There is no doubt that the conflict over the summer was disastrous. No one questions the right of Israel to defend itself, indeed the despicable attacks by Hizbollah against Israeli citizens have seriously undermined stability in the region, as has the inability of the Lebanese Government to deal with that internal threat. Attacks against Israeli centres like Haifa cannot be allowed to continue indefinitely and cannot be expected to go without response from Israel. Having served with the Defence Forces in Lebanon as part of Ireland's commitment to the UN, however, I have seen at first hand the tactics of the Israeli military when dealing with any threat to its border with Lebanon. Whenever this border is threatened, the standard Israeli response is to use an extremely high level of force, effectively terrorising the civilian population.

As on other occasions, the Israeli response over the summer months brought with it an unacceptably high degree of civilian casualty and humanitarian hardship. I recently spoke to a retired colonel who visited Lebanon with Amnesty International and towns and villages he had known were completely flattened and he came across children living in bombed out buildings. Conditions were terrible, he told me. The Israeli strikes against Lebanon have punished the civilian population, undoing much of the vital economic development and rebuilding work that the Lebanese have been engaged in following years of internal and external instability.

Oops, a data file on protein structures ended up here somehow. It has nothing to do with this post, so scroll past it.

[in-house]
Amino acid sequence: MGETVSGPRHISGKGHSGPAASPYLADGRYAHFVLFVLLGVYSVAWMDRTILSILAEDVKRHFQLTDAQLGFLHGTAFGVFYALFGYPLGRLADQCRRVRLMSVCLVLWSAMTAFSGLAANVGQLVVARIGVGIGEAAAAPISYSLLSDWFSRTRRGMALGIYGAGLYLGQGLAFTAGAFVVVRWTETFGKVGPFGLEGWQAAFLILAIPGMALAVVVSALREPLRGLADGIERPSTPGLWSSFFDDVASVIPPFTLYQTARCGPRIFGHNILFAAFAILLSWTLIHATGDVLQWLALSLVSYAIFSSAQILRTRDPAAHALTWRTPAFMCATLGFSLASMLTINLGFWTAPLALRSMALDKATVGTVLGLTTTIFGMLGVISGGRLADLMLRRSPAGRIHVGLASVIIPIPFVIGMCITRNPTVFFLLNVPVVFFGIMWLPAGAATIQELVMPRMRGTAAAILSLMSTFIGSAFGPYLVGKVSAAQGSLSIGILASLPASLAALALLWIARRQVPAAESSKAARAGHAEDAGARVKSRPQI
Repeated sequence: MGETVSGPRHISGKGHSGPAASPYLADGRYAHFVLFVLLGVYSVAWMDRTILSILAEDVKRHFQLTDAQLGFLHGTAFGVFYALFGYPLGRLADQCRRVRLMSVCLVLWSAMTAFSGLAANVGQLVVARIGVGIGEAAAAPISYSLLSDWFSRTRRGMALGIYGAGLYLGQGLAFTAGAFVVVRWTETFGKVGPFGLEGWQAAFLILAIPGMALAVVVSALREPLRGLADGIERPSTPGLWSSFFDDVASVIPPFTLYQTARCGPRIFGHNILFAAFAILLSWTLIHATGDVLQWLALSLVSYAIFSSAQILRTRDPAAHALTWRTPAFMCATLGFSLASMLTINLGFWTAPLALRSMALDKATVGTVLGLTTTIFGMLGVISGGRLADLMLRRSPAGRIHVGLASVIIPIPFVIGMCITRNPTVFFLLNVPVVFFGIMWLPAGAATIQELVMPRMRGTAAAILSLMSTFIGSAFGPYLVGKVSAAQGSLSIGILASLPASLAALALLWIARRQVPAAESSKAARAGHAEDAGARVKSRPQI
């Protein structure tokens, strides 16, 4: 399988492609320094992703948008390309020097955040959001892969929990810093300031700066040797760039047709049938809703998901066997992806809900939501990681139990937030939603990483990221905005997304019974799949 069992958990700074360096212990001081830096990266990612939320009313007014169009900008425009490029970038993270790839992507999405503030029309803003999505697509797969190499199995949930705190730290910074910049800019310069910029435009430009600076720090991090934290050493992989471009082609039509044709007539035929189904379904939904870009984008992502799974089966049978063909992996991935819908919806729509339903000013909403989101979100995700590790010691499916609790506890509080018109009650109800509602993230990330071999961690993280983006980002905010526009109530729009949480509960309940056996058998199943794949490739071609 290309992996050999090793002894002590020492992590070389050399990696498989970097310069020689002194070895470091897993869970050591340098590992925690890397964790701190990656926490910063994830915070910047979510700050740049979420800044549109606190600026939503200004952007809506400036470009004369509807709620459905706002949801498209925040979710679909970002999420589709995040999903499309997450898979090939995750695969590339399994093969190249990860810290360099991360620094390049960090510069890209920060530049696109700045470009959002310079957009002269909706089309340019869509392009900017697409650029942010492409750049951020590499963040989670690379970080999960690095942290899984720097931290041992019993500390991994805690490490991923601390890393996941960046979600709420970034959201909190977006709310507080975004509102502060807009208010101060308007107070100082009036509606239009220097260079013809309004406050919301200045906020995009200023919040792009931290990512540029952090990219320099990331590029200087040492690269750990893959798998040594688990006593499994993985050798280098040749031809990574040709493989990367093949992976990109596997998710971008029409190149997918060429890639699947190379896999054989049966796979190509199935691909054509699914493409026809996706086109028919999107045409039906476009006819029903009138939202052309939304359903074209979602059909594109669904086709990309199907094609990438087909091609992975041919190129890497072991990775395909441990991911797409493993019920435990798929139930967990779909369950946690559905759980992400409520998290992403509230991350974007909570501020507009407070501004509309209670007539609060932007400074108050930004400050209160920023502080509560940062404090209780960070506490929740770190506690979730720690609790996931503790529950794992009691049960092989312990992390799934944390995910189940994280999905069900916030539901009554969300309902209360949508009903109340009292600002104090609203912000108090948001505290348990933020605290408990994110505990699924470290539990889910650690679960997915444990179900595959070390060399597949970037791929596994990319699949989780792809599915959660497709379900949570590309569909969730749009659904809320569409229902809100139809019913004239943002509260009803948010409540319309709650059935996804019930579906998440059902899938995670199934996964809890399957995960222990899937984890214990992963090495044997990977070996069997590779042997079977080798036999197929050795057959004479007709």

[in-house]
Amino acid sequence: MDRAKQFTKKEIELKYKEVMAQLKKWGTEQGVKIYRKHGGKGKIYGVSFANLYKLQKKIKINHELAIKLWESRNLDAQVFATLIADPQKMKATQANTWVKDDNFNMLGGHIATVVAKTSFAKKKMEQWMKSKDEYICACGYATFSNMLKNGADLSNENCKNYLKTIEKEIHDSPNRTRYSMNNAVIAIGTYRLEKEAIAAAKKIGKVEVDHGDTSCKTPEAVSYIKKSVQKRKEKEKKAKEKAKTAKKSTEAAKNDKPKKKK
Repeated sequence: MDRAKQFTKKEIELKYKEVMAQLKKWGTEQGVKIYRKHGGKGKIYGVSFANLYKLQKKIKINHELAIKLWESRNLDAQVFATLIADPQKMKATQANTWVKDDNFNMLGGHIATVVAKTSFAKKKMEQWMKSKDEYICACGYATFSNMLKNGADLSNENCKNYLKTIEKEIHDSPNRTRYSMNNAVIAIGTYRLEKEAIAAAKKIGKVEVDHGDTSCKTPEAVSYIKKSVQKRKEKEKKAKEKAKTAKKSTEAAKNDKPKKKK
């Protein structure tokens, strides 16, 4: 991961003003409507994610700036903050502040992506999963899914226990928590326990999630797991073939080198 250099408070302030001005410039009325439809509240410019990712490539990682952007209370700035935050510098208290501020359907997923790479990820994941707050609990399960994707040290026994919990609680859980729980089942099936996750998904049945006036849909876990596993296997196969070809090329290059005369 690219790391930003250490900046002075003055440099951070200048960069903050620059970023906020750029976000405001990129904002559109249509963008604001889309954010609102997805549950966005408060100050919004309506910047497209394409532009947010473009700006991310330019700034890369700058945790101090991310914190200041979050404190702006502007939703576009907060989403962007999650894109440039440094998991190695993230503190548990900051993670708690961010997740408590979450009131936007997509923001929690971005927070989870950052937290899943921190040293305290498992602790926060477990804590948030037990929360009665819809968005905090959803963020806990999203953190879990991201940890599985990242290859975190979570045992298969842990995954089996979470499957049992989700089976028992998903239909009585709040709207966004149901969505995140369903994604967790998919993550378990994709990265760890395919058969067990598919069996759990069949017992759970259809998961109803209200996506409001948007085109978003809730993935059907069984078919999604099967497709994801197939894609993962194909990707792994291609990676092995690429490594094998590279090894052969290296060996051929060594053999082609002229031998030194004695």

It remains a point of some considerable and deep sadness that large sections of Beirut, particularly southern parts of the city, formerly referred to as the Paris of the Middle East in testament to its beauty, should once again be reduced to rubble. The citizens of that city had been engaged in much rebuilding work in recent years. This work was near completion at the start of this year but they now face the prospect of starting all over again.

The 1975-91 civil war seriously damaged Lebanon's economic infrastructure, cut national output by half and all but ended Lebanon's position as a Middle-East banking hub. The more recent peace had enabled the Government to restore control in Beirut once again, to begin collecting taxes and regain access to key port and Government facilities. However, the recent targeting of Lebanese sites by Israel has undone much of this work and a serious economic downturn will be the inevitable consequence. This can only add further to instability in the region.

This is an unusual conflict because there is no dispute over territory. A country is carrying out retribution on a neighbouring civil population it would argue harbours a terrorist group that is attacking its territory. Much of the debate in this country involved people who were definitive in their views but there is right and wrong on both sides. There is no simple solution. At the start there was a call for the UN to go in but it is difficult for that organisation as currently constituted, or NATO or any other force, to enter a conflict when the protagonists do not have any desire for it to come in.